Drinking water disinfection byproducts, genetic polymorphisms, and birth outcomes in a European mother-child cohort study

TitleDrinking water disinfection byproducts, genetic polymorphisms, and birth outcomes in a European mother-child cohort study
Publication TypeJournal Article
Year of Publication2016
AuthorsKogevinas M., Bustamante M., Gracia-Lavedan E., Ballester F., Cordier S., Costet N., Espinosa A., Grazuleviciene R., Danileviciute A., Ibarluzea J., Karadanelli M., Krasner S., Patelarou E., Stephanou E., Tardon A., Toledano M.B, Wright J., Villanueva C.M, Nieuwenhuijsen M.
JournalEpidemiologyEpidemiology
Date Published07/2016
ISBN Number1044-3983
Accession Number27468006
Abstract

BACKGROUND: We examined the association between exposure during pregnancy to trihalomethanes, the most common water disinfection by-products, and birth outcomes in a European cohort study (HiWate). We took into account exposure through different water uses, measures of water toxicity, and genetic susceptibility. METHODS: We enrolled 14,005 mothers (2002-2010) and their children from France, Greece, Lithuania, Spain, and the UK. Information on lifestyle- and water-related activities were recorded. We ascertained residential concentrations of trihalomethanes through regulatory records and ad hoc sampling campaigns and estimated route-specific trihalomethane uptake by trimester and for whole pregnancy. We examined single nucleotide polymorphisms and copy number variants in disinfection by-product metabolizing genes in nested case-control studies. RESULTS: Average levels of trihalomethanes ranged from around 10mug/L to above the regulatory limits in the EU of 100 mug/L between centers. There was no association between birth weight and total trihalomethane exposure during pregnancy (beta= 2.2 g in birth weight per 10mug/L of THM, 95%CI -3.3, 7.6). Birthweight was not associated with exposure through different routes or with specific trihalomethane species. Exposure to trihalomethanes was not associated with low birth weight (OR per 10mug/L=1.02, 95%CI 0.95, 1.10), small-for-gestational age (OR=0.99, 0.94, 1.03) and preterm births (OR= 0.98, 0.9, 1.05). We found no gene-environment interactions for mother or child polymorphisms in relation to preterm birth or small-for-gestational age. CONCLUSIONS: In this large European study we found no association between birth outcomes and trihalomethane exposures during pregnancy in the total population or in potentially genetically susceptible subgroups.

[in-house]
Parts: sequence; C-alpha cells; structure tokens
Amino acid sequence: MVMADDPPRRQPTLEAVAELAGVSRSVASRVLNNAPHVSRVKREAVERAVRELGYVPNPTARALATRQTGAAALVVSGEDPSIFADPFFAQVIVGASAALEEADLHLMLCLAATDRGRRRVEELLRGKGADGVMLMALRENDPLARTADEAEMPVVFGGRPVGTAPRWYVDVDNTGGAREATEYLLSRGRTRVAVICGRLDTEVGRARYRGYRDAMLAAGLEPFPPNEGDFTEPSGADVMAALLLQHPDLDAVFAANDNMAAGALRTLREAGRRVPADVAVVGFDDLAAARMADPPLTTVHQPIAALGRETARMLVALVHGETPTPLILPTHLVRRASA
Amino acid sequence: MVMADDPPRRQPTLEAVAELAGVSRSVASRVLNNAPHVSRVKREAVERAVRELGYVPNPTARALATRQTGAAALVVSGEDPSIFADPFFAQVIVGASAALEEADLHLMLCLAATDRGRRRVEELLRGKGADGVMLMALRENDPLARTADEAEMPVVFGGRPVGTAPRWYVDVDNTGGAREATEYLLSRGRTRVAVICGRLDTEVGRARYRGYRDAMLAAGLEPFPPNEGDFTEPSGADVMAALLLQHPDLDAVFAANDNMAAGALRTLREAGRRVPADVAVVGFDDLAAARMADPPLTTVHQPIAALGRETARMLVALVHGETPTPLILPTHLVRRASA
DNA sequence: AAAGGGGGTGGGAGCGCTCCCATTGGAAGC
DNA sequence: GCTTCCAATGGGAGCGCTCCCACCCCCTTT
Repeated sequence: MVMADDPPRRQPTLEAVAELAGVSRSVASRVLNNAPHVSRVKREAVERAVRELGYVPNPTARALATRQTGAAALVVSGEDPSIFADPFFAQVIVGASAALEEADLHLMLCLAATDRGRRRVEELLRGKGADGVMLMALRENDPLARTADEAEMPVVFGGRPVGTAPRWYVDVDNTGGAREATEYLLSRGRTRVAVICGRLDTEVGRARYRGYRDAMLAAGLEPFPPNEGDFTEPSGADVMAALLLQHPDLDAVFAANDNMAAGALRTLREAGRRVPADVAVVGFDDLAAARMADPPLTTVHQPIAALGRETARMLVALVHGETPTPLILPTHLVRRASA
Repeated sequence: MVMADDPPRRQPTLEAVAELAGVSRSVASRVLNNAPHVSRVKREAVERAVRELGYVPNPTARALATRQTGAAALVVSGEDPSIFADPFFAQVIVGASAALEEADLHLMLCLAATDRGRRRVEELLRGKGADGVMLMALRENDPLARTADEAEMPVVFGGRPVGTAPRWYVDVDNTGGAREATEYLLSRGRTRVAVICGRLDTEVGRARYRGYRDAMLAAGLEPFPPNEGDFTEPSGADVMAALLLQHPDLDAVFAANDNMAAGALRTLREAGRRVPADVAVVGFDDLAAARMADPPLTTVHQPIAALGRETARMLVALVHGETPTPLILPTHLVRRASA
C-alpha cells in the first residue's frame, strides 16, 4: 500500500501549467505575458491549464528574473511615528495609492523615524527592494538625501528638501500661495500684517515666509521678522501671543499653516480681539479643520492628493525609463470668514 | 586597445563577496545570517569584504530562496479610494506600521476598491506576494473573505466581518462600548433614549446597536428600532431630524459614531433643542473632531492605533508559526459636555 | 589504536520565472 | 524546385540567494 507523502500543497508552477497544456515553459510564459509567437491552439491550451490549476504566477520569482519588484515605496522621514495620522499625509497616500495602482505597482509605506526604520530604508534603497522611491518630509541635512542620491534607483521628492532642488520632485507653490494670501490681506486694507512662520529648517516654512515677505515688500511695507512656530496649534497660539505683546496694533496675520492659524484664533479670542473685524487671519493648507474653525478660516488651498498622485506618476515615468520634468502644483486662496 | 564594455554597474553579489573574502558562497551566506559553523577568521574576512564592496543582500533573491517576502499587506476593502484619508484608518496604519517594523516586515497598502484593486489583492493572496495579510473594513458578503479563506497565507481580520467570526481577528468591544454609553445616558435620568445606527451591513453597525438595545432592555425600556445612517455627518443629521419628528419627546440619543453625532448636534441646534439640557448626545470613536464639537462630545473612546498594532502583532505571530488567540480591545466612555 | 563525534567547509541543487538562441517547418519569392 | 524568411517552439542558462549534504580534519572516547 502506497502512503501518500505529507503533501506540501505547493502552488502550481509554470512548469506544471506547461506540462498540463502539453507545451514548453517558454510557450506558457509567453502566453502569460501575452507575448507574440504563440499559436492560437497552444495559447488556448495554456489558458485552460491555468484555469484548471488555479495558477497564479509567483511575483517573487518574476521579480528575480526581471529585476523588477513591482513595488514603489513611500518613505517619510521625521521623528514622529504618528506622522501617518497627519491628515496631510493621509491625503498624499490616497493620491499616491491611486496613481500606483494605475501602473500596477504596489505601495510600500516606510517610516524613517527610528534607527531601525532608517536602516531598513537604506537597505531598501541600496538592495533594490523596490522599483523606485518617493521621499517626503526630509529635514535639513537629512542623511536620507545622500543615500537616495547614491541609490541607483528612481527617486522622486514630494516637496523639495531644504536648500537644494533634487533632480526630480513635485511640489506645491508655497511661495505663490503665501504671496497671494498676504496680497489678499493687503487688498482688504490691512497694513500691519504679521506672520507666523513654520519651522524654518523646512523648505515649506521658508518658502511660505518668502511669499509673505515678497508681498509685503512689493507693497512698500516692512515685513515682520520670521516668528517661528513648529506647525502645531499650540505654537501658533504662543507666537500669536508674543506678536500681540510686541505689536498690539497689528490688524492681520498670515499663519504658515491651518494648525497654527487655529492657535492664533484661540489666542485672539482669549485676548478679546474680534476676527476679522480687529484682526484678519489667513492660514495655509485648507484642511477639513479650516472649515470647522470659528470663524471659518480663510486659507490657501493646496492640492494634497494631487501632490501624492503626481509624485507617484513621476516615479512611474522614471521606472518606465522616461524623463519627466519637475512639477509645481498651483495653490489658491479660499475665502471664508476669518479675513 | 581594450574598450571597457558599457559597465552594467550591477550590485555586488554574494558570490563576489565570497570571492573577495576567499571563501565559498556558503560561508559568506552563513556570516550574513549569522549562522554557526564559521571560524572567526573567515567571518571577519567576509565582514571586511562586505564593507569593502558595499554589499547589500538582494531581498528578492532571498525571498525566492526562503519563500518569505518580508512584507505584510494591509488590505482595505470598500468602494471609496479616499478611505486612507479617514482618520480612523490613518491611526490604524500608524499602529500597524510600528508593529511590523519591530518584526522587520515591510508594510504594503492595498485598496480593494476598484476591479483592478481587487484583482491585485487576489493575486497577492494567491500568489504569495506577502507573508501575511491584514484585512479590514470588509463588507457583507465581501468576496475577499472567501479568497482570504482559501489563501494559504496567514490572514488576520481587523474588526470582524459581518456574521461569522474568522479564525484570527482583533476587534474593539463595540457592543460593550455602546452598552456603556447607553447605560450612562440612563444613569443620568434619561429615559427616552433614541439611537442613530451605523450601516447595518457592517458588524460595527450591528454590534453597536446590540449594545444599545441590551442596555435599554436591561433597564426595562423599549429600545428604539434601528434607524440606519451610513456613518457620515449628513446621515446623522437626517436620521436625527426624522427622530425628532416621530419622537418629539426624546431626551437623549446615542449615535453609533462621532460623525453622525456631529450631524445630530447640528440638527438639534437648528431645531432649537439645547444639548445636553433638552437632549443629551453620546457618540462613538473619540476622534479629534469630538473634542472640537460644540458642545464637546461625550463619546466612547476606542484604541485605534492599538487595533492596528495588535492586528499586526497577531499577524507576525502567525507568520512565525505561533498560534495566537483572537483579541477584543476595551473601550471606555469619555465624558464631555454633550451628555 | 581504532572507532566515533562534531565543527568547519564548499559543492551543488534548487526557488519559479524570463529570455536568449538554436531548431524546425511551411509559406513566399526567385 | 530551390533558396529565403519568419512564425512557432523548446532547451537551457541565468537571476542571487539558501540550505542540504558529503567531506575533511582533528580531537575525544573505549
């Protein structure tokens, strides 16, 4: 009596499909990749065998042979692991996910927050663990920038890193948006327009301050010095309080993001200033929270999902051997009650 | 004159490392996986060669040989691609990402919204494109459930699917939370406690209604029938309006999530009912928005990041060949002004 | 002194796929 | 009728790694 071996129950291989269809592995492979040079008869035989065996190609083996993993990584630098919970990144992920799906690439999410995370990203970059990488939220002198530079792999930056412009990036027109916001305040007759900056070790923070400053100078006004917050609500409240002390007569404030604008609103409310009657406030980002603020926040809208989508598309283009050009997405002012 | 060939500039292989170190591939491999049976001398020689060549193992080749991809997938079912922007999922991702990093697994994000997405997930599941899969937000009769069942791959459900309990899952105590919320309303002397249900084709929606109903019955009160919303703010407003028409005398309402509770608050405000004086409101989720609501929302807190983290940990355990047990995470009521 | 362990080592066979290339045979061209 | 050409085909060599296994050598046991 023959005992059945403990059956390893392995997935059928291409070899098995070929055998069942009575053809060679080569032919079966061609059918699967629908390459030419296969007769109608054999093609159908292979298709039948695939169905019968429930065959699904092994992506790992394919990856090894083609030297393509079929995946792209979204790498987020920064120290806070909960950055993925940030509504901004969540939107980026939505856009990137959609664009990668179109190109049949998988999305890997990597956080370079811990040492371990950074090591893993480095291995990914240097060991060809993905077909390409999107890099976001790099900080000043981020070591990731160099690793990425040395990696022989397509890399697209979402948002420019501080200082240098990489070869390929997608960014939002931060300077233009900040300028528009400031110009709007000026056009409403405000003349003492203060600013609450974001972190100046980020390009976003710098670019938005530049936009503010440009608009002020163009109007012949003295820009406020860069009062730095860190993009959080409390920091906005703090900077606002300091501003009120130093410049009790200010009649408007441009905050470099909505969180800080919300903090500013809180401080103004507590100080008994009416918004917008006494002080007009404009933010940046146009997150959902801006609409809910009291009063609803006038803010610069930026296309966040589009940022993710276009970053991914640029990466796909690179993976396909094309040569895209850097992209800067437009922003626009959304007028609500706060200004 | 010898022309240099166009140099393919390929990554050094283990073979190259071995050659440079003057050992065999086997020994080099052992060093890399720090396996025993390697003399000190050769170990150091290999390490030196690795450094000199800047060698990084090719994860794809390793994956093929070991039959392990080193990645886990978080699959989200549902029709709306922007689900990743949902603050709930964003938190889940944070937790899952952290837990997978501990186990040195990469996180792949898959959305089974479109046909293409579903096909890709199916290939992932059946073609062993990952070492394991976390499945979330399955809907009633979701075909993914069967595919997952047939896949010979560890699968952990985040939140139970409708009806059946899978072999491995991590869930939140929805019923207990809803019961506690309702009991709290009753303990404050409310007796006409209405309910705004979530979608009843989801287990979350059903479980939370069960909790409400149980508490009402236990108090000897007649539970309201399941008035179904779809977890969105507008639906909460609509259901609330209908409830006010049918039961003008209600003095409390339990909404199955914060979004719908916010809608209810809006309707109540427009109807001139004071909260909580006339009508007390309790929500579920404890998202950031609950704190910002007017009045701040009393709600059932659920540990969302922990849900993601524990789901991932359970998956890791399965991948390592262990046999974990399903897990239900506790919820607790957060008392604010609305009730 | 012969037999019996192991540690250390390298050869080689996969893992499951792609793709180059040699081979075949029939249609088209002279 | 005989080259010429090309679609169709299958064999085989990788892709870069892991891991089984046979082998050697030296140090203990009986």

Short TitleEpidemiology
Alternate JournalEpidemiology (Cambridge, Mass.)